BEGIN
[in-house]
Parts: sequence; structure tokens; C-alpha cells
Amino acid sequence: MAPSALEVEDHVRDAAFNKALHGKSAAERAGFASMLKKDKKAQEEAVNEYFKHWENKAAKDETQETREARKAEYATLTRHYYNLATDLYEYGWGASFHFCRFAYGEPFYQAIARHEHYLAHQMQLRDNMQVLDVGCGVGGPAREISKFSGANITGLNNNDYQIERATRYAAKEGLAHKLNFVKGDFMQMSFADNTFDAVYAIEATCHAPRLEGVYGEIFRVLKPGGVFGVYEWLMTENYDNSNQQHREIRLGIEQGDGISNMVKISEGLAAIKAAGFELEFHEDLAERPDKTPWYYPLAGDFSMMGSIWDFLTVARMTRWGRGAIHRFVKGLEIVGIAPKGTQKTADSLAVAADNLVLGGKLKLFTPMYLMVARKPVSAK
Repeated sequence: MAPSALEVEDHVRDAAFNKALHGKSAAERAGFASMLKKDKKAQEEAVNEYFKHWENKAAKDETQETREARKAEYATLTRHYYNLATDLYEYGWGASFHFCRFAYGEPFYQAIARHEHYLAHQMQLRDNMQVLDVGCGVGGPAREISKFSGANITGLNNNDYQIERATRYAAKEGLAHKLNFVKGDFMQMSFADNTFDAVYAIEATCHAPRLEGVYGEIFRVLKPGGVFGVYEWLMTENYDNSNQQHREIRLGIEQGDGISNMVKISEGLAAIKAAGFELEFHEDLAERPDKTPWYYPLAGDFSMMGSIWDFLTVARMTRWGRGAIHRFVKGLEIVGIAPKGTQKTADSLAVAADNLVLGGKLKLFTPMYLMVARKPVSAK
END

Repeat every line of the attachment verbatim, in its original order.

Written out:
[in-house]
Parts: sequence; structure tokens; C-alpha cells
Amino acid sequence: MAPSALEVEDHVRDAAFNKALHGKSAAERAGFASMLKKDKKAQEEAVNEYFKHWENKAAKDETQETREARKAEYATLTRHYYNLATDLYEYGWGASFHFCRFAYGEPFYQAIARHEHYLAHQMQLRDNMQVLDVGCGVGGPAREISKFSGANITGLNNNDYQIERATRYAAKEGLAHKLNFVKGDFMQMSFADNTFDAVYAIEATCHAPRLEGVYGEIFRVLKPGGVFGVYEWLMTENYDNSNQQHREIRLGIEQGDGISNMVKISEGLAAIKAAGFELEFHEDLAERPDKTPWYYPLAGDFSMMGSIWDFLTVARMTRWGRGAIHRFVKGLEIVGIAPKGTQKTADSLAVAADNLVLGGKLKLFTPMYLMVARKPVSAK
Repeated sequence: MAPSALEVEDHVRDAAFNKALHGKSAAERAGFASMLKKDKKAQEEAVNEYFKHWENKAAKDETQETREARKAEYATLTRHYYNLATDLYEYGWGASFHFCRFAYGEPFYQAIARHEHYLAHQMQLRDNMQVLDVGCGVGGPAREISKFSGANITGLNNNDYQIERATRYAAKEGLAHKLNFVKGDFMQMSFADNTFDAVYAIEATCHAPRLEGVYGEIFRVLKPGGVFGVYEWLMTENYDNSNQQHREIRLGIEQGDGISNMVKISEGLAAIKAAGFELEFHEDLAERPDKTPWYYPLAGDFSMMGSIWDFLTVARMTRWGRGAIHRFVKGLEIVGIAPKGTQKTADSLAVAADNLVLGGKLKLFTPMYLMVARKPVSAK